• Thanks for pointing me to the nForum/nLab! I must say to my chagrin that I hadn’t been aware of it. Because of my current occupation as a software engineer, my scientific endeavours are “only” recreational, and very moderate. Still, it will be great to keep an eye on this.

        • Todd Trimble says:

          Carsten, I’ve had a little more time now to look at your paper. It seems a key example of a bicategory to keep in mind here is Rel (the bicategory of sets and relations), where the inequality from the redex to the reduct in Lafont-type examples should be compared to the ever-present lax morphisms between commutative comonoids considered by Carboni and Walters in their work on cartesian bicategories. Anyway, it’s a nice paper; thanks very much for bringing it to attention!

        • Todd, I had a first glance at cartesian bicategories, as presented in your nLab article and in the original paper by Carboni and Walters. I once got within an inches length to that paper – but didn’t read it. So thanks! It does indeed look as if “cut-elimination-models” I mentioned are closely related to posetal cartesian bicategories. The catch seems to be that the latter are logically degenerate in that they have only one monoidal product (am I right?), which models both “and” and “or”, in other words, they are compact. What irked me about my own work was that I never managed to give *nice* non-compact models. (Contrived non-compact models can be obtained by taking a product of a compact model and and a distributive/boolean lattice, but that’s unsatisfactory.) The non-posetal bicartesian categories you descibe in the nLab could be an interesting way towards a finer-grained analysis of cut elimination. On the other hand, the partial order I used is not extra data, but derived with the help of a natural transformation called “MIX”. So it remains to be explored what this bodes for a move towards non-posetal 2-cells.

          Finally, I have a stupid question: am I right in assuming that a locally posetal bicategory is the same thing as a poset-enriched category?

        • Todd Trimble says:

          Just to get some easy stuff out of the way: yes, a locally posetal bicategory is the same thing as a Pos-enriched category. Generally, the composition of 1-cells in a bicategory is associative up to coherent isomorphism, but since isomorphisms in posets are identities (by antisymmetry), one has strictly associative composition of 1-cells, so a locally posetal bicategory is a locally posetal 2-category is a Pos-enriched category. I should also mention that the general definition of cartesian bicategory is meant to encompass non-(locally posetal) examples like Span and Prof (the bicategory of categories, profunctors, and natural transformations between them), but for Rel-like examples the Carboni-Walters definition is probably easier to follow. There’s another way to present the general definition, due I think to Carboni, Kelly, Verity, and Wood.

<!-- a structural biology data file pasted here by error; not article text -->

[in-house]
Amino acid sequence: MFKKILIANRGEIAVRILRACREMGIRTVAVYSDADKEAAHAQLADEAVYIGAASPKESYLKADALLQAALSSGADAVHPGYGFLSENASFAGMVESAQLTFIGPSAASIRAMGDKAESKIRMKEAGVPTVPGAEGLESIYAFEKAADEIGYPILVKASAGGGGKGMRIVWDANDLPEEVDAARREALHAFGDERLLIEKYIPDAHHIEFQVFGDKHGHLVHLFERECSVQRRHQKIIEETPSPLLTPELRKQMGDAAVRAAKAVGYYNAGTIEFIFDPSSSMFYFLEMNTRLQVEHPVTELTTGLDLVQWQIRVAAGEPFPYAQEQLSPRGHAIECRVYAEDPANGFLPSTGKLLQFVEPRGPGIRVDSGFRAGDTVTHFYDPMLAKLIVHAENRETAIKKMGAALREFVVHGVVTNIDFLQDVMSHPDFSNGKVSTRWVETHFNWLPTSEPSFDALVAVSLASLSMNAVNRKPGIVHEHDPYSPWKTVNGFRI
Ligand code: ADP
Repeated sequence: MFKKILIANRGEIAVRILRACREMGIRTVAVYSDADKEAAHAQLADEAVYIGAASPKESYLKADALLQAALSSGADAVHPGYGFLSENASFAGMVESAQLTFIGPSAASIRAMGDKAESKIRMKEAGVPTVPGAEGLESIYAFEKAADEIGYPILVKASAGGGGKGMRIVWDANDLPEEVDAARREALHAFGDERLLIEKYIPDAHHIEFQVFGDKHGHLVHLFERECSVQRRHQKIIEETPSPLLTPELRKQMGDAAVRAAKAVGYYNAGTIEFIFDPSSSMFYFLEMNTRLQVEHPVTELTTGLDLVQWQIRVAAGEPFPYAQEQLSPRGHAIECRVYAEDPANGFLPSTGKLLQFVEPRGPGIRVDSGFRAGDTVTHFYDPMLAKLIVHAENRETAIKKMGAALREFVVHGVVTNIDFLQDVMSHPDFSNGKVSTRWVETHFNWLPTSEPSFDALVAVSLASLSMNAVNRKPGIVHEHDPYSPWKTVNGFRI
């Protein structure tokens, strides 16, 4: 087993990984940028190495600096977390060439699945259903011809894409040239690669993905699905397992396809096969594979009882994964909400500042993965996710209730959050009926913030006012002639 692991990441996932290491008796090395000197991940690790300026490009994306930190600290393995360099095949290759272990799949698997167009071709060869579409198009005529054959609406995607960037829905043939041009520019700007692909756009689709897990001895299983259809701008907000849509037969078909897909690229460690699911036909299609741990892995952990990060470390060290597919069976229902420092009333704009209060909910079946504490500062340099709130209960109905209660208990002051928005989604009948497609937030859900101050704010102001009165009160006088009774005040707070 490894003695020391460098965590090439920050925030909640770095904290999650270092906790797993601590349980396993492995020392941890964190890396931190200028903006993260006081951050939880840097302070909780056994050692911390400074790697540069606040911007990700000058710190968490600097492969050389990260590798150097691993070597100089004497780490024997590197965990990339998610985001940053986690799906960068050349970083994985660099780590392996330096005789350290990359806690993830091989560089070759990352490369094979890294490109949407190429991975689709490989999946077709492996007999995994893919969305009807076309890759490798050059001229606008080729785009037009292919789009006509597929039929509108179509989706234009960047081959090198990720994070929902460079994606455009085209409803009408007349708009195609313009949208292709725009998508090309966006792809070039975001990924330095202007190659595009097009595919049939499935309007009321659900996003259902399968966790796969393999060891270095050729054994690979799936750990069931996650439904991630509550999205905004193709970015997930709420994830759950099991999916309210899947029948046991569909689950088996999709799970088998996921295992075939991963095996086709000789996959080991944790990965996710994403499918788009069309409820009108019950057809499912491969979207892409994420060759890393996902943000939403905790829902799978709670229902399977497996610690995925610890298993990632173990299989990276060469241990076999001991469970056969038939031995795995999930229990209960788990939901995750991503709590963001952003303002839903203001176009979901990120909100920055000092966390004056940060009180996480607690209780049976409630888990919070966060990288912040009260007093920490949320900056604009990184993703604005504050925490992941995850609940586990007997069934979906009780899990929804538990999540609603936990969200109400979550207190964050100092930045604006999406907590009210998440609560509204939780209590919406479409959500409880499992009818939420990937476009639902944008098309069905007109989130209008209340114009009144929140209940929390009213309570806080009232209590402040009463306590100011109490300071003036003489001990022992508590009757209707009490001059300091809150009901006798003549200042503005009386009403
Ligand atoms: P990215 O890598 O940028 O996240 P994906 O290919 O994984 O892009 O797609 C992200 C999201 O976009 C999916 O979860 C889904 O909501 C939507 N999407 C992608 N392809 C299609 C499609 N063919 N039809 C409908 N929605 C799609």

Yes, good point about the monoidal products: the definition of cartesian bicategory just mentions one (corresponding to “and”). I’ve not thought about two! That would be worth considering. The compactness condition for cartesian bicategories most naturally arises through something called the Frobenius law (more on this at the nLab article on bicategory of relations), but there are notable examples like Prof which do not obey this law, and perhaps one should think about possible interpretations of your set-up in such examples. (I mean, Prof *is* compact as a monoidal bicategory, but the dual of an object is not equivalent to the same object as it is in Rel, or really any cartesian bicategory obeying the Frobenius law. Objects in Prof being categories, the compact dual of a category is the opposite category.)

          I’d not paid too much attention to MIX in the past, but your paper gives me some motivation to revisit this axiom. :-)

        • Thanks Todd. By putting together the nLab article on cartesian bicategories, and your comments here, I obtained an great overview of the situation. Painlessly, that’s a bonus :)

      • John Baez says:

        Carsten: when I get back to Erlangen I’d love you to show me what you know about a treatment of proofs in classical logic using bicategories. Maybe after you tell me the other things you were planning to tell me about!

        • John, I’m looking forward to this. Actually, I never intended to bother you with logic, but with diagrams: the diagrams (“nets” or “circuits”) Todd, Cockett, and Seely introduced, and which later turned out to have to do a lot with logic, and, I suspect, with the diagram work you and some of your students do.

          PS: In previous comments I had a typo in my email, which I now corrected.

  3. Hamish says:

    John, I actually went to a lecture called “Conflict in international Development” by Paul-Andre Wilton – had a network in a powerpoint slide. I asked him and it turned out that they do do rather more complex diagrams in his offices.

  4. Many interesting posts about math, physics, and science!